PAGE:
The comic depicts a small, inconspicuous plane crashing in the outskirts of the African Kingdom of Wakanda. Hunter's parents both die in the crash, leaving him the sole survivor. 

The married Wakandan couple who find him can't decide what to do, so they bring the infant to the king, asking him to decide the boy's fate. Though both Wakandans and readers still know nothing about his parents' history or heritage, King T'Chaka decides to adopt the boy and raise him as his own son. 

Though the boy comes to be loved sincerely by his royal parents, many Wakandans keep Hunter at arm's length due to his pale skin. Wakanda is still hiding itself from the world at this time, and is intensely xenophobic. Fearing and distrusting all outsiders, Hunter's appearance ensures all Wakandans that they will always be reminded of his origins.

He's the leader of Wakanda's secret police

Because Hunter knew that his fellow Wakandans would always struggle to accept him, he strove to become the perfect Wakandan. He learned their history inside and out, trained his body to physical perfection, and devoted himself to their religion.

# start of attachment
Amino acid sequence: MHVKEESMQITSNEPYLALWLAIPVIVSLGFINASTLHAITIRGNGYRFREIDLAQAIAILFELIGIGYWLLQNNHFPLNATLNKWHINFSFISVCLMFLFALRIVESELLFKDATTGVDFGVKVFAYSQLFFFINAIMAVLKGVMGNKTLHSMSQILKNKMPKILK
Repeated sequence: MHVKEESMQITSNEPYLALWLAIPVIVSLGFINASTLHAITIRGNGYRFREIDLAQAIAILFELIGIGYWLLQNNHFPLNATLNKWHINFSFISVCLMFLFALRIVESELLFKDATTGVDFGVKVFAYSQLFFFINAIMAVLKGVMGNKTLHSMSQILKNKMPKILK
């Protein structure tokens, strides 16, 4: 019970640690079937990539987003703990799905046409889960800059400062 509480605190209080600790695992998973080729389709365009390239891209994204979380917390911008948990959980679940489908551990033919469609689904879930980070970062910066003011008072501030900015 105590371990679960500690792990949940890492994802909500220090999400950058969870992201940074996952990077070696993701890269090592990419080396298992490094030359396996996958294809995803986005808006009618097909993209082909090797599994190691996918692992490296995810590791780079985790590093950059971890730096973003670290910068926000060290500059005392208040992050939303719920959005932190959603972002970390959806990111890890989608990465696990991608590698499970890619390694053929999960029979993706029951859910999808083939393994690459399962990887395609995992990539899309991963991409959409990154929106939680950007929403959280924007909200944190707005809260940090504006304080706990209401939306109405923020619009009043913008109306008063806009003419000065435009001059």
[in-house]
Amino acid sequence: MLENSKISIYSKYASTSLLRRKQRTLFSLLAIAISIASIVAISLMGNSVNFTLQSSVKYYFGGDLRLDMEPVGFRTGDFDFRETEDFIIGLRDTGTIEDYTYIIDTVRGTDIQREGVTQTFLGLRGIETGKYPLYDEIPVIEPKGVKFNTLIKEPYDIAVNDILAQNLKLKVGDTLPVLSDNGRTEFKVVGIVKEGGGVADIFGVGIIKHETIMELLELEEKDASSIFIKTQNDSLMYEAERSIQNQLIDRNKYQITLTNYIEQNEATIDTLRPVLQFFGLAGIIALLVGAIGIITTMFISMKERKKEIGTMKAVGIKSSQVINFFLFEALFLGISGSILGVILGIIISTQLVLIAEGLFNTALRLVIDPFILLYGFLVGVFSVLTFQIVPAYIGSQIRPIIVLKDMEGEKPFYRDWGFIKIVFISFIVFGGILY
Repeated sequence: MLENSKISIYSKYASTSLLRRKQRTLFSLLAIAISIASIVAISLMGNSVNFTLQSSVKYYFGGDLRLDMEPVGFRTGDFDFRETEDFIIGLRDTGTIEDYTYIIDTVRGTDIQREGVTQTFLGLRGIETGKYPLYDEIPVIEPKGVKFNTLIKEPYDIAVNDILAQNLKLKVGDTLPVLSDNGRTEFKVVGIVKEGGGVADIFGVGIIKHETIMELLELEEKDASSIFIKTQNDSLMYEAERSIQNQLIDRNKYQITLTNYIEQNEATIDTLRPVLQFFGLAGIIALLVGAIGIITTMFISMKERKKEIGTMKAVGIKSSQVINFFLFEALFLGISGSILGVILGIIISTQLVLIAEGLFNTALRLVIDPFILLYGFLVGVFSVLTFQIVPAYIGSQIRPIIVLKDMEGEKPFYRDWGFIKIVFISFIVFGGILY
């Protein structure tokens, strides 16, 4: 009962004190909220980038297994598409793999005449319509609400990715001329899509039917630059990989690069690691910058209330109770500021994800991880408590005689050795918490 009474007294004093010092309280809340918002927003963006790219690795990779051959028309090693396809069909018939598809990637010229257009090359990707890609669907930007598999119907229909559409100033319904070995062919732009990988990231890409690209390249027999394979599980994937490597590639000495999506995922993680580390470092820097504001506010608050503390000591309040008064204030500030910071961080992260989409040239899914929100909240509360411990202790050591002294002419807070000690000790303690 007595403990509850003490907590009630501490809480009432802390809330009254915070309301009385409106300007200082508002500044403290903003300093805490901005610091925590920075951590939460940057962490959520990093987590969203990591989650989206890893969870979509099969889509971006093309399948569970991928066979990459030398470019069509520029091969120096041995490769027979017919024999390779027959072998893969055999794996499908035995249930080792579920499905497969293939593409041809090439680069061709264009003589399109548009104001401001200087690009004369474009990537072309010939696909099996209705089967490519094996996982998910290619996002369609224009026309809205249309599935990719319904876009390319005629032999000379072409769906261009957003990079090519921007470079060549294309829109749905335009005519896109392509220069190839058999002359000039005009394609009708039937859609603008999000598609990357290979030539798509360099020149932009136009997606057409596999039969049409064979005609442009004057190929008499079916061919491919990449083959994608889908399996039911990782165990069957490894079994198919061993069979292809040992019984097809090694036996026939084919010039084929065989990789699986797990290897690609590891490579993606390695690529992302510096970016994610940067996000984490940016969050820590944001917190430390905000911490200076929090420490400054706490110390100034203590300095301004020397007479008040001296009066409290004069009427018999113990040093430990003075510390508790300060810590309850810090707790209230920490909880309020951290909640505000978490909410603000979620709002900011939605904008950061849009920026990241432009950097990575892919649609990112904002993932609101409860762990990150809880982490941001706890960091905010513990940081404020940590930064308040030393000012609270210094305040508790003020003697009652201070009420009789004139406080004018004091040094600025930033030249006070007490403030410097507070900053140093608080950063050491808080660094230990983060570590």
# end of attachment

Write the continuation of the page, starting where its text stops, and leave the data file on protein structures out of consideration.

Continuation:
Hunter was twelve years old when his younger brother, T'Challa, was born, and the event finally made Hunter realize that he would never be king. Despite the fact that he was T'Chaka's son in every other way, he was still not of royal birth. Hunter resented T'Challa as a result, but he strove to serve his father in other ways and, as told in 1999's "Black Panther" #9, eventually became the leader of the "Hatut Zeraze," Wakanda's Secret Police. 

A true patriot of Wakanda, Hunter's deep and genuine love for his adopted homeland made him a perfect choice for the position. The clandestine group's Wakandan name translates roughly to "The Dogs of War." Under Hunter's command, they were responsible for resolving both external and internal disputes by any means necessary. 

His codename is an actual title

Though Bucky Barnes received the name "White Wolf" from the Wakandans as a sort of affectionate nickname, Hunter earned it as an official title the day he became the head of the Hatut Zeraze. The "White Wolf" was the official rank of the organization's leader, and he served the kings of Wakanda in this role for many years.